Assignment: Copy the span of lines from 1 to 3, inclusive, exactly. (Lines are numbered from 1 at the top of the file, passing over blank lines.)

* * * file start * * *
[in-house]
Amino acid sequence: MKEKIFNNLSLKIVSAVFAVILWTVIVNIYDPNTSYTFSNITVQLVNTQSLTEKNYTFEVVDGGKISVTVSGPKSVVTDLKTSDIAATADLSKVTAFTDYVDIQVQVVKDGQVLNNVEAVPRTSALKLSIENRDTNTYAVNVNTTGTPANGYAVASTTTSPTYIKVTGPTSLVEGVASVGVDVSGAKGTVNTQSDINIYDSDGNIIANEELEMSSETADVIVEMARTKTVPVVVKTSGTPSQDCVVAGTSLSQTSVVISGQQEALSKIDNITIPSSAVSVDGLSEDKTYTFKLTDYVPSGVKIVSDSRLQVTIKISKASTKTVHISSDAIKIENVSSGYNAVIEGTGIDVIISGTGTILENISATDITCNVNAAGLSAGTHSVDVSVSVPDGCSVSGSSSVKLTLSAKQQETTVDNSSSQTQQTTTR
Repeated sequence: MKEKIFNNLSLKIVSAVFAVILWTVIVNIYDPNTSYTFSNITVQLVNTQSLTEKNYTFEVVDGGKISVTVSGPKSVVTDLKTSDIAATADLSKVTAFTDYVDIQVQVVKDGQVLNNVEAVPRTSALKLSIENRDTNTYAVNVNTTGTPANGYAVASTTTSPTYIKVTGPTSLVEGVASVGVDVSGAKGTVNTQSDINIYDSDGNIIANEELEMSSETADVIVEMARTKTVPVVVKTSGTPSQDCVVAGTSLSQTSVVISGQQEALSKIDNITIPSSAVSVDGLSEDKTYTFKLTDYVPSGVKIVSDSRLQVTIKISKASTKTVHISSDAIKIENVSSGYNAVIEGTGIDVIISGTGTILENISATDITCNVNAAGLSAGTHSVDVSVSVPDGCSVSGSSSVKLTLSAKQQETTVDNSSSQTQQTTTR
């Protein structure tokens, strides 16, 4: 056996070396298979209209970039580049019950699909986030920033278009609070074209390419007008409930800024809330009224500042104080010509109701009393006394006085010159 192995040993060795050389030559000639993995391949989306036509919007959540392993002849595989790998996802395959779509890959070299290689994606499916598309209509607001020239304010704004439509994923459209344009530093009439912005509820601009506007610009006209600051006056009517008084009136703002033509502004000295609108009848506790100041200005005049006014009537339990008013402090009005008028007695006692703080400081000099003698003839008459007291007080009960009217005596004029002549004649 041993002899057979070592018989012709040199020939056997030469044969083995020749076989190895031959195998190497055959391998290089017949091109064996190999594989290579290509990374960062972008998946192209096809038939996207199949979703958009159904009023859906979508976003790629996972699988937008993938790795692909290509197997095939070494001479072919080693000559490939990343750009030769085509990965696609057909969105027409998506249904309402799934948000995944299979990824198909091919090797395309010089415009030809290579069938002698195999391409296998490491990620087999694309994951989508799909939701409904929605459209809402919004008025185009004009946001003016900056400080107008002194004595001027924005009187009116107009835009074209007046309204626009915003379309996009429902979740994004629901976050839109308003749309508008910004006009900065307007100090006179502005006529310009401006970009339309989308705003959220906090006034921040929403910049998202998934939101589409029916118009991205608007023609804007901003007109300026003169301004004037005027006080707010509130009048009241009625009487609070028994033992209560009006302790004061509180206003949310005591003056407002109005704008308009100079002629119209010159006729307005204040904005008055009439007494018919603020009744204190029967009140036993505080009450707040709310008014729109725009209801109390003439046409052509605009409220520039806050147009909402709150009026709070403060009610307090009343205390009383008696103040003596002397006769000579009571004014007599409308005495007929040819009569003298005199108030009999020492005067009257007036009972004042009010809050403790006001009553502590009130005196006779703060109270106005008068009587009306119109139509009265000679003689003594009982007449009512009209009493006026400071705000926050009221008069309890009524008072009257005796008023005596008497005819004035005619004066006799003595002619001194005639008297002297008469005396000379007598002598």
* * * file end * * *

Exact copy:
[in-house]
Amino acid sequence: MKEKIFNNLSLKIVSAVFAVILWTVIVNIYDPNTSYTFSNITVQLVNTQSLTEKNYTFEVVDGGKISVTVSGPKSVVTDLKTSDIAATADLSKVTAFTDYVDIQVQVVKDGQVLNNVEAVPRTSALKLSIENRDTNTYAVNVNTTGTPANGYAVASTTTSPTYIKVTGPTSLVEGVASVGVDVSGAKGTVNTQSDINIYDSDGNIIANEELEMSSETADVIVEMARTKTVPVVVKTSGTPSQDCVVAGTSLSQTSVVISGQQEALSKIDNITIPSSAVSVDGLSEDKTYTFKLTDYVPSGVKIVSDSRLQVTIKISKASTKTVHISSDAIKIENVSSGYNAVIEGTGIDVIISGTGTILENISATDITCNVNAAGLSAGTHSVDVSVSVPDGCSVSGSSSVKLTLSAKQQETTVDNSSSQTQQTTTR
Repeated sequence: MKEKIFNNLSLKIVSAVFAVILWTVIVNIYDPNTSYTFSNITVQLVNTQSLTEKNYTFEVVDGGKISVTVSGPKSVVTDLKTSDIAATADLSKVTAFTDYVDIQVQVVKDGQVLNNVEAVPRTSALKLSIENRDTNTYAVNVNTTGTPANGYAVASTTTSPTYIKVTGPTSLVEGVASVGVDVSGAKGTVNTQSDINIYDSDGNIIANEELEMSSETADVIVEMARTKTVPVVVKTSGTPSQDCVVAGTSLSQTSVVISGQQEALSKIDNITIPSSAVSVDGLSEDKTYTFKLTDYVPSGVKIVSDSRLQVTIKISKASTKTVHISSDAIKIENVSSGYNAVIEGTGIDVIISGTGTILENISATDITCNVNAAGLSAGTHSVDVSVSVPDGCSVSGSSSVKLTLSAKQQETTVDNSSSQTQQTTTR